Author's note: Marta Reinoso was supported by the Comissionat per a Universitats i Recerca del DIUE de la Generalitat de Catalunya and the European Social Funds. Femmie Juffer was supported by Wereldkinderen.
Children's and parents' thoughts and feelings about adoption, birth culture identity and discrimination in families with internationally adopted children
Version of Record online: 15 MAR 2012
© 2012 John Wiley & Sons Ltd
Child & Family Social Work
Volume 18, Issue 3, pages 264–274, August 2013
How to Cite
Reinoso, M., Juffer, F. and Tieman, W. (2013), Children's and parents' thoughts and feelings about adoption, birth culture identity and discrimination in families with internationally adopted children. Child & Family Social Work, 18: 264–274. doi: 10.1111/j.1365-2206.2012.00841.x
- Issue online: 18 JUL 2013
- Version of Record online: 15 MAR 2012
- Accepted for publication:January 2012
- being adopted;
- birth culture identity;
- international adoption;
- middle childhood;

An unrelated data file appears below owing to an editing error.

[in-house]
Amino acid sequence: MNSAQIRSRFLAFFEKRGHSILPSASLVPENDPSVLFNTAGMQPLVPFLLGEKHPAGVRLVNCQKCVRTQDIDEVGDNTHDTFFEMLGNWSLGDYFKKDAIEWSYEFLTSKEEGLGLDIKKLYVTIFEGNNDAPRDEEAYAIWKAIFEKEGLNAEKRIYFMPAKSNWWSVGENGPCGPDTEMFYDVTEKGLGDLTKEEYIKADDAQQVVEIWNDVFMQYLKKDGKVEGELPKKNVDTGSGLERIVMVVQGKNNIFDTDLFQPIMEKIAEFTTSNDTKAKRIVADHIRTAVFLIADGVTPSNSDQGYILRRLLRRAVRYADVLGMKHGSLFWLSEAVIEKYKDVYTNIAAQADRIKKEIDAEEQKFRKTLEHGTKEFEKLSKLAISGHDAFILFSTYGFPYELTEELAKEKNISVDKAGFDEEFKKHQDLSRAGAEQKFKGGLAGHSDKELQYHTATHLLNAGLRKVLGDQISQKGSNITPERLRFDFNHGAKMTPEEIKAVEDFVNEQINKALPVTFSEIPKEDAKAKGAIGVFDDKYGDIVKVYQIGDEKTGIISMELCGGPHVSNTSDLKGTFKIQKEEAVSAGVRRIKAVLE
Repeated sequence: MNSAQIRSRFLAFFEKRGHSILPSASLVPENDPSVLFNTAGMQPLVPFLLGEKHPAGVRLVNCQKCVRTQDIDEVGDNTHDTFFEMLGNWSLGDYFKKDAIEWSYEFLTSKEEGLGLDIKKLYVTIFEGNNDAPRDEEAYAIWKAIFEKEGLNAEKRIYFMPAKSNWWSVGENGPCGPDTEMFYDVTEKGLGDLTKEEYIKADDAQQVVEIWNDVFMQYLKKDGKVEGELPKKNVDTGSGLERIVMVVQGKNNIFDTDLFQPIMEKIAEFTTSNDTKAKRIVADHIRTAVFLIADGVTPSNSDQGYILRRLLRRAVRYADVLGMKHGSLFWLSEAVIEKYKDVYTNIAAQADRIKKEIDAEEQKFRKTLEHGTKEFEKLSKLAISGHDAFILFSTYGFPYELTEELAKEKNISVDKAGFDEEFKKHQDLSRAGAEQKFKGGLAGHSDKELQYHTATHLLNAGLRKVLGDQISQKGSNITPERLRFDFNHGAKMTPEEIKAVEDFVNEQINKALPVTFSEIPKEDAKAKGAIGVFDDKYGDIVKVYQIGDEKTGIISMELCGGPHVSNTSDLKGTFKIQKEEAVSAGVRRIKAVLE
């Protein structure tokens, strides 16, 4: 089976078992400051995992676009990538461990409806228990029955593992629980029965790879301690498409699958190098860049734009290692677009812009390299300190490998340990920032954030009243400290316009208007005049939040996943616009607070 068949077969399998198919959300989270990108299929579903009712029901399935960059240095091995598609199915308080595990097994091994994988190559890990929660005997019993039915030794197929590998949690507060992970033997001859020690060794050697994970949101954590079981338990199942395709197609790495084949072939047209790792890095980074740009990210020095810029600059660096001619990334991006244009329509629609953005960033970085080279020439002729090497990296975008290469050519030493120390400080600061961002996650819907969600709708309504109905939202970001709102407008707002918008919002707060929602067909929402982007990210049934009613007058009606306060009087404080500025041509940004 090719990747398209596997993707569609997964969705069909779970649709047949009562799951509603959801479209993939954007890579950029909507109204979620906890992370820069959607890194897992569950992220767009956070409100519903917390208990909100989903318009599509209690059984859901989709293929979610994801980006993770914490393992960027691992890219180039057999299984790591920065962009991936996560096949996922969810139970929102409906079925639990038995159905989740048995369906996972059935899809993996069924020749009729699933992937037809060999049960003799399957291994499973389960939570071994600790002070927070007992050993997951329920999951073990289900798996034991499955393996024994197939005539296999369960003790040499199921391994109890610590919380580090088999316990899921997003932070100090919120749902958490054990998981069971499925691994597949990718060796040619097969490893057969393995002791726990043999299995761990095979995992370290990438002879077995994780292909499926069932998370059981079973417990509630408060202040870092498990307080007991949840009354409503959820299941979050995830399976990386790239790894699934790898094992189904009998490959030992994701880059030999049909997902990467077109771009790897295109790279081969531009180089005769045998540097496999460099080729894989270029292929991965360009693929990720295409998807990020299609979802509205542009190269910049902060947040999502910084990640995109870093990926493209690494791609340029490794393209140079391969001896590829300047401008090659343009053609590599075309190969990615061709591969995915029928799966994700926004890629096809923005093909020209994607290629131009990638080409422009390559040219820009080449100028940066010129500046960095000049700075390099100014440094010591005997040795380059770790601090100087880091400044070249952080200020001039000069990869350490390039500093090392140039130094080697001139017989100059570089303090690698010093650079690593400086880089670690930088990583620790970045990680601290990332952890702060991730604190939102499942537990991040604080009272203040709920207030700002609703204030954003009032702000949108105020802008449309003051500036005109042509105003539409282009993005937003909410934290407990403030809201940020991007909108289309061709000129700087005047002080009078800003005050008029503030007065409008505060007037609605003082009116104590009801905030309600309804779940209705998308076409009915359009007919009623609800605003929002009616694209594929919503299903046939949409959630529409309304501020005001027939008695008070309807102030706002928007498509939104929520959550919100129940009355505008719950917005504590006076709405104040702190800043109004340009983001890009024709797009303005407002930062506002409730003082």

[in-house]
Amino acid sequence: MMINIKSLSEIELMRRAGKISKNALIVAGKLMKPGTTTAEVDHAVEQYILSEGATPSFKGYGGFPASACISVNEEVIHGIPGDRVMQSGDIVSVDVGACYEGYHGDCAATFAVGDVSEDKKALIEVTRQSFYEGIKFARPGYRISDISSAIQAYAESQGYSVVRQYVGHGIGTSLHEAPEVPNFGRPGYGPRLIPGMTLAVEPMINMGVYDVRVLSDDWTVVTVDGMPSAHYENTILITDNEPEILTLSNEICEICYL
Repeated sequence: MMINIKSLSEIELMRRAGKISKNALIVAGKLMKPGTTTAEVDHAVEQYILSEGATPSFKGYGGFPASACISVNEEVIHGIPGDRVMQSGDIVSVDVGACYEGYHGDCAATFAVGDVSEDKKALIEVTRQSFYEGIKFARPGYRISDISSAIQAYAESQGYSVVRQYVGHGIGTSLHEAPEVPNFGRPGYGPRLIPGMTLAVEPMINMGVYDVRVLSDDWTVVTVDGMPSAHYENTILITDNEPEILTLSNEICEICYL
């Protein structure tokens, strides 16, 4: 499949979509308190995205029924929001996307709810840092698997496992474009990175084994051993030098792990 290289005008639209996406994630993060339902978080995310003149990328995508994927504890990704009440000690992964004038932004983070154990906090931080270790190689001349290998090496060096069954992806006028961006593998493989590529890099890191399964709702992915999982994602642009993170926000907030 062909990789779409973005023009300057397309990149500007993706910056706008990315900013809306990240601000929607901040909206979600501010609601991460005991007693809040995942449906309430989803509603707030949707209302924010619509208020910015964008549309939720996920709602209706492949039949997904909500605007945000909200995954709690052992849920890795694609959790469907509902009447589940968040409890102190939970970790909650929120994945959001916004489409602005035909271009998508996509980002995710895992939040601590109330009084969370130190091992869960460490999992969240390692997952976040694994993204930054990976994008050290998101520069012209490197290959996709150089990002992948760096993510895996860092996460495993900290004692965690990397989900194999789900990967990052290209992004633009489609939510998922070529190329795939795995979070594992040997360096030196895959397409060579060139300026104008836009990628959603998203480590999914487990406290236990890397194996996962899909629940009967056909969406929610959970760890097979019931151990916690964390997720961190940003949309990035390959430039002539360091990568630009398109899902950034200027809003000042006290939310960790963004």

We examined the perceptions of adoption and related issues in 68 families with internationally adopted children in Spain (48 transracial and 20 same-race adoptions). The adopted children, between the ages of 8 and 12 years, and their parents answered questions about the children's thoughts and feelings about adoption. Descriptive data and scores on four scales – family, adoption, birth culture identity and discrimination – were obtained. Compared with same-race adoptees, transracial adoptees scored significantly higher on birth culture identity and perceived discrimination. High levels of convergence between the children's and parents' viewpoints on the experiences of adoption and related issues were found. Nevertheless, the adopted children scored higher than their parents on birth culture identity, suggesting that at this age adoptive parents may underestimate their children's connection to their cultural origins. In contrast, the same-race adoptees scored significantly lower on perceived discrimination than their mothers. We conclude that at this age adoptive parents should acknowledge their adopted child's daily-life experiences regarding cultural identity with the birth country and discrimination.